With a white curtain as the background for a Zoom meeting, she wore a pair of glasses and earphones showing in front of the screen. With a clear voice but a slow pace, she spoke English fluently but answered the questions cautiously.
The subject of this interview was press freedom in China and the woman, a former journalist, was guarded in her statements but clear in her belief that it doesn’t truly exist.
In the mid-2000s, she reported for the China Daily, an English-language news outlet, owned by the publicity department of the Chinese Communist Party. There were a lot of constraints when selecting certain topics to cover, she said. Any story that might be deemed sensitive by the government was avoided. Security visited her regularly to “monitor” her work.
As a Chinese journalist, she had never thought of fleeing her motherland until her ability for uncovering the truth was appreciated by someone she had never met. This someone suggested she work for the New York Times after the Times accepted one of her story ideas that had been routinely rejected by Chinese media outlets.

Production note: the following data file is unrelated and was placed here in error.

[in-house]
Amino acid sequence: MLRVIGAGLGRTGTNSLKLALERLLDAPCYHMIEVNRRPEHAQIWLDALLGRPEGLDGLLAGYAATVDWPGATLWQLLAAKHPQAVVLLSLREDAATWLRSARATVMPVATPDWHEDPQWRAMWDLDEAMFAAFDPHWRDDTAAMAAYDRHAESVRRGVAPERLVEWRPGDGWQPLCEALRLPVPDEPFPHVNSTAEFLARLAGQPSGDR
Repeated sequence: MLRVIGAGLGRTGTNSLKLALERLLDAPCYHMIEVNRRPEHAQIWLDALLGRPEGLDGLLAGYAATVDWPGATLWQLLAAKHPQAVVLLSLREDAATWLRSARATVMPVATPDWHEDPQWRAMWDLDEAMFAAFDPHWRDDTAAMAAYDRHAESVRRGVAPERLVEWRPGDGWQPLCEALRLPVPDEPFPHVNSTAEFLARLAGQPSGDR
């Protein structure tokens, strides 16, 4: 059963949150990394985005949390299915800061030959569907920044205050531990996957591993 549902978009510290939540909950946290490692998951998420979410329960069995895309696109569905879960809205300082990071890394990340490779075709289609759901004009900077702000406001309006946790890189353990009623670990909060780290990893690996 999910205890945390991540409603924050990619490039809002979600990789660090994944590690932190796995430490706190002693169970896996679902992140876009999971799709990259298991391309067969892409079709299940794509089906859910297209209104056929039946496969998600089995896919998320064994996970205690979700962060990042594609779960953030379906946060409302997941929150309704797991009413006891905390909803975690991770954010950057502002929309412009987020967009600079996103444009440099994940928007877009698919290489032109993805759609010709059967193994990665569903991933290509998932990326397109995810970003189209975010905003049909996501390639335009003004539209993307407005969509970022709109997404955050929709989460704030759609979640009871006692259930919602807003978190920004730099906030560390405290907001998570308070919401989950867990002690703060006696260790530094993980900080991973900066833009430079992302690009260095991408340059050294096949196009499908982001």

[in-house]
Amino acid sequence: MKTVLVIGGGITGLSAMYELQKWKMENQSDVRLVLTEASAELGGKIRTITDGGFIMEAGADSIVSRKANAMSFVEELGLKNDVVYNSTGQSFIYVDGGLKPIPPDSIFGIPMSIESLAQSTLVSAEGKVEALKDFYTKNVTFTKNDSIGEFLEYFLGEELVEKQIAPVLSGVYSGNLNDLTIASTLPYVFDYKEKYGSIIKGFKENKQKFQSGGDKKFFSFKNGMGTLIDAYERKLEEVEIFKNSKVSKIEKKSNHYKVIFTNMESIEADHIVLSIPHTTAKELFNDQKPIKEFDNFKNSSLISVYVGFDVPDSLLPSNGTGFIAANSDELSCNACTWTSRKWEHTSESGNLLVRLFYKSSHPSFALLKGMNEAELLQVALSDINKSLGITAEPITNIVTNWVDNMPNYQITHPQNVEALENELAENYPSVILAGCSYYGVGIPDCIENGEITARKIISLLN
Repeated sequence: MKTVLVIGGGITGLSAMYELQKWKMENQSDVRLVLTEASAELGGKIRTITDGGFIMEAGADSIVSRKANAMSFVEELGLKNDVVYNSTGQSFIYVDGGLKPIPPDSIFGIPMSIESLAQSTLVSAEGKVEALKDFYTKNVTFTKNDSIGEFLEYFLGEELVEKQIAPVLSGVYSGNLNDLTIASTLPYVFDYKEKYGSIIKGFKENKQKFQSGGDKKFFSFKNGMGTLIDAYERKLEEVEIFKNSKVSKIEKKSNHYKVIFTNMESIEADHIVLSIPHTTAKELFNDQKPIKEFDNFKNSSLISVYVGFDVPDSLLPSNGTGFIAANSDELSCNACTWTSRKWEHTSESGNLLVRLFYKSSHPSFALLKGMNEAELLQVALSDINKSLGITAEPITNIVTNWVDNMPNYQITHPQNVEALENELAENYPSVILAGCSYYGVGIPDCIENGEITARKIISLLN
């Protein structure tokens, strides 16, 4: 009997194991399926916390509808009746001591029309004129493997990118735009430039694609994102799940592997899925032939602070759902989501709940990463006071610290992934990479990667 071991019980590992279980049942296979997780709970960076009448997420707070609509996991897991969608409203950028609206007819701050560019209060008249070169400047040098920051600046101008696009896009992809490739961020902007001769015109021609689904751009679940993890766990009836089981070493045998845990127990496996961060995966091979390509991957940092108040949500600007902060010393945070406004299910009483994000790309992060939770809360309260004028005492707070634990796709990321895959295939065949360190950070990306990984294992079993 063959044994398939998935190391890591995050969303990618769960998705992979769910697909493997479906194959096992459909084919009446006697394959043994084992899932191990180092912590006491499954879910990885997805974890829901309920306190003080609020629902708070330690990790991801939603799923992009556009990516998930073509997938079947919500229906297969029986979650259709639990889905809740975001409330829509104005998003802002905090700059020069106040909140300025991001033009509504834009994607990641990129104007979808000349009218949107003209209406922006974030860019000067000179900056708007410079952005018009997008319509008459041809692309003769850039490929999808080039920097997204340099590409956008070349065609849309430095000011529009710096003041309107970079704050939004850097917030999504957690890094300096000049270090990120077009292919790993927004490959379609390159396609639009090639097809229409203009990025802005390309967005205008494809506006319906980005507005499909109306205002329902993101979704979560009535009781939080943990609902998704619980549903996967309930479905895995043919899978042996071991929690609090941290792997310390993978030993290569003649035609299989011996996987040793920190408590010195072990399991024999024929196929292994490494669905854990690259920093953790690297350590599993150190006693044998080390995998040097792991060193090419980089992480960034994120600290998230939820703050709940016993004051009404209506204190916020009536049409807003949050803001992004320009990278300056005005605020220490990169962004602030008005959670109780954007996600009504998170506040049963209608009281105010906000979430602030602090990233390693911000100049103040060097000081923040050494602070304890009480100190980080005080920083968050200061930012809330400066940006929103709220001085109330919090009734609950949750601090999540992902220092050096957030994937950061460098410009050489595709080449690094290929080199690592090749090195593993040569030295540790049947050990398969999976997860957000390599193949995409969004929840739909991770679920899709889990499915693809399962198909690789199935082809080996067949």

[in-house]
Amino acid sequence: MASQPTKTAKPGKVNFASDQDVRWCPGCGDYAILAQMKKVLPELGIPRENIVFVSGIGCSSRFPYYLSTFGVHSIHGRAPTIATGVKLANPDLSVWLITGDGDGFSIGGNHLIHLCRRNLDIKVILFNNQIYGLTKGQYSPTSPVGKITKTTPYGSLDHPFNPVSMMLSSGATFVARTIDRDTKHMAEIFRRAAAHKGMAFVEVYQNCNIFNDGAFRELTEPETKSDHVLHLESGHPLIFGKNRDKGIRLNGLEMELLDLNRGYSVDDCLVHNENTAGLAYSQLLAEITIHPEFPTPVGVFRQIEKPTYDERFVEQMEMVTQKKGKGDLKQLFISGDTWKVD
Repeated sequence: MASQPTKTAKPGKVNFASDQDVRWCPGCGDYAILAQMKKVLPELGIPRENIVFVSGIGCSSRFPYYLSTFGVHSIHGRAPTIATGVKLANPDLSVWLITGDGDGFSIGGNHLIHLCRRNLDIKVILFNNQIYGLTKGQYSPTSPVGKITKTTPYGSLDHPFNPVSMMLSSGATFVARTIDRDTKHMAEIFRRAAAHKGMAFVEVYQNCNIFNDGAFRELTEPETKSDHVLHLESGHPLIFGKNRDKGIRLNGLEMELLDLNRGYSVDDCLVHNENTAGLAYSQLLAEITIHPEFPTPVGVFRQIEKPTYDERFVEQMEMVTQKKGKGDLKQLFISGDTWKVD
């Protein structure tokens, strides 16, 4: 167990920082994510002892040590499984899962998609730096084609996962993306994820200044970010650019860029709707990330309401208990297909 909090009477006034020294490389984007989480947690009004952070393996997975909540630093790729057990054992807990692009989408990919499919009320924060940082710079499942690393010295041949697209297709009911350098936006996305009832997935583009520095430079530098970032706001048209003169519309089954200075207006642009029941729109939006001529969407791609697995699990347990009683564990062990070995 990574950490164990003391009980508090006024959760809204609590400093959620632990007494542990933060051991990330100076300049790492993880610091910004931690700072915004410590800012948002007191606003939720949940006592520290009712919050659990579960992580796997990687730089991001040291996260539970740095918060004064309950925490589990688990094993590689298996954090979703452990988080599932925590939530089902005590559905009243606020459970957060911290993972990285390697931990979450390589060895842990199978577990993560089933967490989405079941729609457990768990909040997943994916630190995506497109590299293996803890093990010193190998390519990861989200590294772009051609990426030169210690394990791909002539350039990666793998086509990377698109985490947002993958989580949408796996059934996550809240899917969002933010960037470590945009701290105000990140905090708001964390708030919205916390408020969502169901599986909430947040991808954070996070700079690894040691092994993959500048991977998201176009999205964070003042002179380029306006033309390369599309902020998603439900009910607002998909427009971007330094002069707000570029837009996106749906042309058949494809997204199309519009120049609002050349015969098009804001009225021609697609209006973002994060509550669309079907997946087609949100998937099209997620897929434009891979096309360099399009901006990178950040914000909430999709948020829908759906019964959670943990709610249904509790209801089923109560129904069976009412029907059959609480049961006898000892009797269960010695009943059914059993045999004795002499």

The journalist, a former research associate with a well-known east-coast law school, is now freelancing. She explained that she is still being scrutinized by Chinese authorities, and thus was not willing to disclose her personal information. We granted her request for anonymity and will call her Mary.
“The Chinese government does not allow Chinese nationals to have bylines in foreign newspapers,” Mary said. “People have to scroll down at the very end of the story, and it says merely ‘contributed to the report.’”
In newsrooms throughout North America, journalists gather daily to pitch stories and workshop ideas, preparing their work to meet a relentless series of deadlines and the expectations of their audiences.
It was a different situation in China where, Mary said, editors operate more as censors.
“There is a tricky situation … it’s being censored for a reason that nobody knew before,” she said.
She attended morning news meetings to pitch her story ideas to editors who censored the content of the pitches.
“The difficulty is that it is very hard to predict what kind of issue will become sensitive,” she said. “They (the editors) will say that all these issues are an insult them (the government).”
An example was the story of house demolition in China, she said. “If there’s something like forced demolition, you can write that someone’s house is forcefully being demolished. But you also have to write that the local government is doing its best to help the ones affected by this and offer compensation.”